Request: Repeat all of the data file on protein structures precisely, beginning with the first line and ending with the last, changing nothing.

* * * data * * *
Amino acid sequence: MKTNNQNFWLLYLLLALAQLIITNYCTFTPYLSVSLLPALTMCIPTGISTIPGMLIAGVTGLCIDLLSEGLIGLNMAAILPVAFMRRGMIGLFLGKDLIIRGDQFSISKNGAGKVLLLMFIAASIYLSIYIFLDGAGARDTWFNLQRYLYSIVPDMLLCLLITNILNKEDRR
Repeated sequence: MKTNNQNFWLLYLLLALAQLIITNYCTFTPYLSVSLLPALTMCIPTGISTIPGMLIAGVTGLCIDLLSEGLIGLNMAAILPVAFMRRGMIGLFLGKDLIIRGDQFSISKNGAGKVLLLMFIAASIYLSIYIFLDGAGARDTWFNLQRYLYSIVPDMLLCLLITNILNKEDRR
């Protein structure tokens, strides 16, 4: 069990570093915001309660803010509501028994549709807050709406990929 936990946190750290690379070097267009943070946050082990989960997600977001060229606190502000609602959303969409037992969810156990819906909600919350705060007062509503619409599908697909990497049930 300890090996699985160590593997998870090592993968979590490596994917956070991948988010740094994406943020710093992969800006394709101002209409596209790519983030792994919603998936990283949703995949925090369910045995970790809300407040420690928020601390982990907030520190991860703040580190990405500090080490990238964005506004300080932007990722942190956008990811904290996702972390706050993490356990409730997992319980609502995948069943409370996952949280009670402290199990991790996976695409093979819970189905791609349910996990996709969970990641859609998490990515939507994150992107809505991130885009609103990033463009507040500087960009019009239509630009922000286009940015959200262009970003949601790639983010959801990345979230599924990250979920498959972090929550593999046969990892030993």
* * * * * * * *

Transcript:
Amino acid sequence: MKTNNQNFWLLYLLLALAQLIITNYCTFTPYLSVSLLPALTMCIPTGISTIPGMLIAGVTGLCIDLLSEGLIGLNMAAILPVAFMRRGMIGLFLGKDLIIRGDQFSISKNGAGKVLLLMFIAASIYLSIYIFLDGAGARDTWFNLQRYLYSIVPDMLLCLLITNILNKEDRR
Repeated sequence: MKTNNQNFWLLYLLLALAQLIITNYCTFTPYLSVSLLPALTMCIPTGISTIPGMLIAGVTGLCIDLLSEGLIGLNMAAILPVAFMRRGMIGLFLGKDLIIRGDQFSISKNGAGKVLLLMFIAASIYLSIYIFLDGAGARDTWFNLQRYLYSIVPDMLLCLLITNILNKEDRR
């Protein structure tokens, strides 16, 4: 069990570093915001309660803010509501028994549709807050709406990929 936990946190750290690379070097267009943070946050082990989960997600977001060229606190502000609602959303969409037992969810156990819906909600919350705060007062509503619409599908697909990497049930 300890090996699985160590593997998870090592993968979590490596994917956070991948988010740094994406943020710093992969800006394709101002209409596209790519983030792994919603998936990283949703995949925090369910045995970790809300407040420690928020601390982990907030520190991860703040580190990405500090080490990238964005506004300080932007990722942190956008990811904290996702972390706050993490356990409730997992319980609502995948069943409370996952949280009670402290199990991790996976695409093979819970189905791609349910996990996709969970990641859609998490990515939507994150992107809505991130885009609103990033463009507040500087960009019009239509630009922000286009940015959200262009970003949601790639983010959801990345979230599924990250979920498959972090929550593999046969990892030993």